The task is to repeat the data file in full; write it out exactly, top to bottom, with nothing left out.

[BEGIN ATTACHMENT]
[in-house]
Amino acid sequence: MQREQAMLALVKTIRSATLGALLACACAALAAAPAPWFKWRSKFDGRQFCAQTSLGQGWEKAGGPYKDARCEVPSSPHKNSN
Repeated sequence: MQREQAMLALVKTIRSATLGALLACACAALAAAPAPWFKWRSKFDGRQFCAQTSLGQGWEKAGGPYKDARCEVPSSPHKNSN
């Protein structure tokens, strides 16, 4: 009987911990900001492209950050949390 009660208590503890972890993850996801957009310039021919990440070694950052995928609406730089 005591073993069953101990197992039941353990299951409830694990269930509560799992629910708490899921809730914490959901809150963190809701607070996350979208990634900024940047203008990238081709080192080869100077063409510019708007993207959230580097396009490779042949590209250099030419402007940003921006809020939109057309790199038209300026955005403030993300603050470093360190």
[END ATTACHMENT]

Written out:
[in-house]
Amino acid sequence: MQREQAMLALVKTIRSATLGALLACACAALAAAPAPWFKWRSKFDGRQFCAQTSLGQGWEKAGGPYKDARCEVPSSPHKNSN
Repeated sequence: MQREQAMLALVKTIRSATLGALLACACAALAAAPAPWFKWRSKFDGRQFCAQTSLGQGWEKAGGPYKDARCEVPSSPHKNSN
């Protein structure tokens, strides 16, 4: 009987911990900001492209950050949390 009660208590503890972890993850996801957009310039021919990440070694950052995928609406730089 005591073993069953101990197992039941353990299951409830694990269930509560799992629910708490899921809730914490959901809150963190809701607070996350979208990634900024940047203008990238081709080192080869100077063409510019708007993207959230580097396009490779042949590209250099030419402007940003921006809020939109057309790199038209300026955005403030993300603050470093360190």